Graham Calls Qualified Immunity a ‘Problem’ But Says Policing System ‘Not Racist’

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Senator Lindsey Graham (R., S.C.) said Sunday that the U.S. faces racism in the form of “bad actors” but argued that “our systems are not racist,” days after a jury convicted former Minneapolis police officer Derek Chauvin on all charges in George Floyd’s murder trial.

“America is not a racist country,” Graham said during an appearance on Fox News Sunday.

“This attack on police and policing…reform the police yes, call them all racists no,” Graham added.

Graham said that Congress could reach a bipartisan agreement on police reform if Democrats would alter their calls to end qualified immunity, which safeguards police officers and departments from most lawsuits in cases of police violence.

Graham said he would support suing a department instead of individuals.

“Qualified immunity is a problem. It’s a pretty simple solution: Don’t sue the police officer, sue the department,” Graham said.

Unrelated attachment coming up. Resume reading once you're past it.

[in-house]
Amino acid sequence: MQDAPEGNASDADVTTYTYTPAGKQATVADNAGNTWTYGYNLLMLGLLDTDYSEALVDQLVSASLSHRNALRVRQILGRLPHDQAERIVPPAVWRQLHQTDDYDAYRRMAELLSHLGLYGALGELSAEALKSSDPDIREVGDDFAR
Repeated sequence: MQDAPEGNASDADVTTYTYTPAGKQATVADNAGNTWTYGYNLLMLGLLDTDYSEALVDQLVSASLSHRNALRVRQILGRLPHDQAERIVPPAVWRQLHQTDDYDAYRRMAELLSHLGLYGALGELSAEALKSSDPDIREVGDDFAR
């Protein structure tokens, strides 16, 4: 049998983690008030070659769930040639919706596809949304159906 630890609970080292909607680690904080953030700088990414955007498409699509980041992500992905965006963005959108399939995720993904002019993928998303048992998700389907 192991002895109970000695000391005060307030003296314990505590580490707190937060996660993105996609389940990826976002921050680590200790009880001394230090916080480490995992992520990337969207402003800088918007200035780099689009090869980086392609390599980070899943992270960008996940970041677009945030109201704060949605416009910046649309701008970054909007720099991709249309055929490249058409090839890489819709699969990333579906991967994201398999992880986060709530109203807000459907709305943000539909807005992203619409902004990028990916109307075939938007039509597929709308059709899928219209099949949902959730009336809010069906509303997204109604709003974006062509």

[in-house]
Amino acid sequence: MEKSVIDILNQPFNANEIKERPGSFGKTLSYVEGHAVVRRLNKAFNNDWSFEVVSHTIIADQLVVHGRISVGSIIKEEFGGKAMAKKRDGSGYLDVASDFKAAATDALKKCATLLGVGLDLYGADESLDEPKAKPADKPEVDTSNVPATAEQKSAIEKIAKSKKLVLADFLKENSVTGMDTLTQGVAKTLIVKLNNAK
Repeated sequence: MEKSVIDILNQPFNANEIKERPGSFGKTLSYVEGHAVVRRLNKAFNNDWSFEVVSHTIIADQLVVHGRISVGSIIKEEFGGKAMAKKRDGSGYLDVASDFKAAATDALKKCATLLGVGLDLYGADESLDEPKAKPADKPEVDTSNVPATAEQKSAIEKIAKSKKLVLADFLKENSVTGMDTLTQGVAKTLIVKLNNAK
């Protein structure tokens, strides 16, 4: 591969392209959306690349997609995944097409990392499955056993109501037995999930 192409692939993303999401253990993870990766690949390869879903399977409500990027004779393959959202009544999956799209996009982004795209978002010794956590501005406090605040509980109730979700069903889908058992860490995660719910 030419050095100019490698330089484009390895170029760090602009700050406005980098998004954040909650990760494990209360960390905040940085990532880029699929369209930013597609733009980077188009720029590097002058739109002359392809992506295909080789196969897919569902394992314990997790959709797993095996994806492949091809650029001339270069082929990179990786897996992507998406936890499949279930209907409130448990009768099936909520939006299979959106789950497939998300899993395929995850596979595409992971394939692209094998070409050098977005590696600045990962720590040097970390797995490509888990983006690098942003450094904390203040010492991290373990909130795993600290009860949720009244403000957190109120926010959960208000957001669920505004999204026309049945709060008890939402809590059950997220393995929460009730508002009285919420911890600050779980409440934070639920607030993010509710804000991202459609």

“If you want to destroy policing in America make sure every police officer gets sued when they leave the house,” he added.

Graham’s comments are in line with those of Senator Tim Scott (R., S.C.), who is representing Republicans in police reform negotiations and has proposed legislation that would make it easier to sue police departments for misconduct, rather than making individual officers liable, as Democrats have proposed.

Calls to reform or altogether abolish police departments have become pervasive in the last year after Chauvin was seen in video of Floyd’s arrest kneeling on his neck for more than nine minutes even as Floyd became unconscious. On Tuesday, Chauvin was convicted of second-degree murder, third-degree murder, and second-degree manslaughter.

Floyd’s death set off months of civil unrest and discussions about race and police conduct in cities nationwide.